Think about some of the most common tasks you do each day at work:
· Opening and commenting on a file
· Requesting time off
· Approving an expense report
· Creating a ticket for IT support
· Registering for a learning course
On average, you need four or more applications to execute them. And between entering multiple passwords and navigating different interfaces, you spend about one minute and 16 seconds on each. When you add it all up, that’s roughly 10 minutes an hour and six hours a week wasted on mundane, app-based work.
All of this has created a new level of stress and frustration at work. We simply have too many tools. And they’re too hard to find and use. But new technologies are emerging to simply access, limit noise, and literally guide us through our days so that we can perform at our best.
Think about your personal life. Need to check in for your flight? Pull up your reservation on your phone and click the “check in” button. Need a ride to the airport? Open your Uber app and give it your location. The simplicity and utility that these technologies have brought to our personal lives are slowly making their way into the workplace.
An emerging breed of intelligent workspace solutions, for instance, provide unified, single-sign-on access to all of the apps and content we need to be productive across any device, anywhere. They leverage things like machine learning to surface and prioritize relevant tasks and insights and automatically deliver them to us on our phones, tablets or PCs so we don’t have to sift through our inbox, search calendars or go six clicks deep into an enterprise application just to get things done. Just like the newsfeed and alerts that drive our lives at home, they can be used to organize and guide our work and empower us to do their best. And they dynamically apply security policies based on our behavior and environment, allowing us to work the way we want with the confidence that our applications, information and devices are safe.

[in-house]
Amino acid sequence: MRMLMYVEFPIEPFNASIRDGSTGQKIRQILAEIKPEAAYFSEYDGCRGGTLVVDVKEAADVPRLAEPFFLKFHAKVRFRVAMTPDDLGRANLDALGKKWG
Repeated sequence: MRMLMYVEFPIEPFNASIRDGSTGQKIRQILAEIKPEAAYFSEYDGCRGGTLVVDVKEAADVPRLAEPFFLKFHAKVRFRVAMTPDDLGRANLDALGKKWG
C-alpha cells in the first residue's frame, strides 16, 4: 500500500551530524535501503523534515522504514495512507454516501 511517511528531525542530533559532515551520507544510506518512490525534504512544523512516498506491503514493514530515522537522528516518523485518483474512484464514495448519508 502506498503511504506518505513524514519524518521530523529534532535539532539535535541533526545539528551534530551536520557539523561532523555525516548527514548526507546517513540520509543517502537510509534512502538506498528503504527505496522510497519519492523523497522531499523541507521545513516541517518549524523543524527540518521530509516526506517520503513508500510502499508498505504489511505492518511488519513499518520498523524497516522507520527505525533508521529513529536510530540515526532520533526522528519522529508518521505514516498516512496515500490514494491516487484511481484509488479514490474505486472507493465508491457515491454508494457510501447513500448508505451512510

And they’re quieting a lot of the digital noise.
Take the tasks above. When completing them through an intelligent workspace, they can each be done in just 27 seconds. That’s 51 minutes per day and four hours a week you can use to do meaningful work — during your actual work day.
Light a positive fire
Technology is a key driver of the modern employee experience. And according to The Experience of Work: The Role of Technology in Productivity and Engagement, recent research conducted by the Economist Intelligence Unit in partnership with Citrix, companies that use it to provide employees with tools that make work more efficient and meaningful can deliver a superior one, and in the process, keep their employees engaged and productive and improve their business results.
But more important, by removing the complexity and frustration from work and giving employees the tools they need to be and perform at their best, they can spark a positive fire and keep them from burning out.
Tim Minahan is Executive Vice President of Strategy and Chief Marketing Officer at Citrix, a leading provider of digital workspace solutions.